I have been teaching film studies courses at a private high school for five years now, and I have never, not once, screened Citizen Kane for my students. I have shown Orson Welles’ Touch of Evil before, but my students’ interest began to wane in the back half, once the sheen of that opening long take began to wear off. From that experience and a few others, I’ve learned that the novelty of an early classic has an engrossment expiration of about 45 minutes for a group of high schoolers. So unless it’s Buster Keaton or Charlie Chaplin shorts, I use clips only, just enough to whet their appetites without overstuffing them.
I think the focus on classic film in a typical Introduction to Film Studies course is the wrong approach to take with high school students. They already love movies. Teenagers engage with movies regularly of their own accord. My hope is to use that affection as a springboard into learning, to reveal to them the craft behind the thing they already know and love. To do so, I primarily screen popular, contemporary films. The first step to educating my high school students is entertaining them.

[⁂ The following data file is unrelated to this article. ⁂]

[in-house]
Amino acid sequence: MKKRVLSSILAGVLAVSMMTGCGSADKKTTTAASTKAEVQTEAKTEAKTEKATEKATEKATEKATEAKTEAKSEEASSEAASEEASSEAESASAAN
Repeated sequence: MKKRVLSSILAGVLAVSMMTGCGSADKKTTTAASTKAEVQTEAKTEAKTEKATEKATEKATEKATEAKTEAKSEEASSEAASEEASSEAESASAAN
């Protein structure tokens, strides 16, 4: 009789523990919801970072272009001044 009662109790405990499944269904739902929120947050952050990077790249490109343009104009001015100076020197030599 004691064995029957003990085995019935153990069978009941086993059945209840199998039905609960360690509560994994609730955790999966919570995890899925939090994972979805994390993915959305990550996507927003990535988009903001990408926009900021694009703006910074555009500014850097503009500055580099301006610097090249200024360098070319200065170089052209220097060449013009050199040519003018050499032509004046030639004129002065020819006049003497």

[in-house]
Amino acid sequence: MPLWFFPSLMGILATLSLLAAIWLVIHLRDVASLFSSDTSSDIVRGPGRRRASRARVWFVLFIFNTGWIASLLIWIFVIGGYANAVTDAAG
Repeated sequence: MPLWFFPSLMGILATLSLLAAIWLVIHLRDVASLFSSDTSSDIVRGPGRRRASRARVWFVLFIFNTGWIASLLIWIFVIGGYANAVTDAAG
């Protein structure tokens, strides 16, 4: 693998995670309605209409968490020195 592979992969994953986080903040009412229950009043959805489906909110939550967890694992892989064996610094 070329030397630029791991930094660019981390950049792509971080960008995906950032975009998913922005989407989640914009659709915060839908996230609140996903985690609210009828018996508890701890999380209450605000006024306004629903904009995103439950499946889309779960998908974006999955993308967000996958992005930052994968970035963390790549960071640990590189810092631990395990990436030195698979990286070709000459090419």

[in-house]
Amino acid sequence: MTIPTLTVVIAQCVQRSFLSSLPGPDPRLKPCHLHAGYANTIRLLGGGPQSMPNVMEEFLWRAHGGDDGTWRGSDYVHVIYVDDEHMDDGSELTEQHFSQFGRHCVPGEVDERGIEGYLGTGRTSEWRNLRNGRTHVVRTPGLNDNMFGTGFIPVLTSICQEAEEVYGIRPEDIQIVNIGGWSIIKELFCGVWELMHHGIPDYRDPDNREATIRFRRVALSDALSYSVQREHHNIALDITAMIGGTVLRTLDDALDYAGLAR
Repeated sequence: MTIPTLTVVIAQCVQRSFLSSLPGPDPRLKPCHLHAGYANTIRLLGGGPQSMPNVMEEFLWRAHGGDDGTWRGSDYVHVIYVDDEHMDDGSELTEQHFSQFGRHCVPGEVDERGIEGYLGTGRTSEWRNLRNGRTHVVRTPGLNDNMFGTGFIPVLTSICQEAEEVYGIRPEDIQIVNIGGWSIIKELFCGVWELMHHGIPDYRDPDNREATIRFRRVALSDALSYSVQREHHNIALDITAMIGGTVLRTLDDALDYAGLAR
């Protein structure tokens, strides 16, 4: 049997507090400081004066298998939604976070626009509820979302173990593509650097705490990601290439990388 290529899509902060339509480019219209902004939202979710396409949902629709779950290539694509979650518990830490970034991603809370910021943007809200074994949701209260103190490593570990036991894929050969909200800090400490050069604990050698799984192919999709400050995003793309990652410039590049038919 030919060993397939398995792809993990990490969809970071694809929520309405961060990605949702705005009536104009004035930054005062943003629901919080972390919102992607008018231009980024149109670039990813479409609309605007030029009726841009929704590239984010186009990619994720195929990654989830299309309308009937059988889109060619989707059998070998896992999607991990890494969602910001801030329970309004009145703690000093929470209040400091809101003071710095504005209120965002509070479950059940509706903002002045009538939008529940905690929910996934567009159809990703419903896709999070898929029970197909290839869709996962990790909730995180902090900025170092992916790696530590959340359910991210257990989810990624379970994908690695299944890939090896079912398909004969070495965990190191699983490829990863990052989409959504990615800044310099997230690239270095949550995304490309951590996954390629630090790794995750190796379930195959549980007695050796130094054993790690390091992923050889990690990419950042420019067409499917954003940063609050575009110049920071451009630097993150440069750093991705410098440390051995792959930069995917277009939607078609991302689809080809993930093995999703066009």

So how do I balance entertainment value with educational value in my high school film studies courses? Here is a snapshot of my considerations when putting together my curriculum for the semester.
Keep it interesting…for me
It’s not selfish; it’s necessary. Enthusiasm is contagious. I want that frisson of excitement to animate my classroom, to keep me alert to possibility and eager to explore just as I want my students to be.
I often watch a film I am teaching two or three times in a single week. It’s a high bar for a film to still be able to win my attention on that third watch. I’m looking for films where there is so much intention and merit in each and every aspect of the filmmaking that I can always find something new to savor. I give myself the extra challenge of not screening the same film two years in a row. Sometimes I allow myself to show a couple films again after three years, but I even try to avoid that. For one, I don’t want my teaching to become stale and rote, so I try not to rely on the familiarity of habit. Secondly, there is such a vast catalogue of worthwhile cinema out there, I want my students to…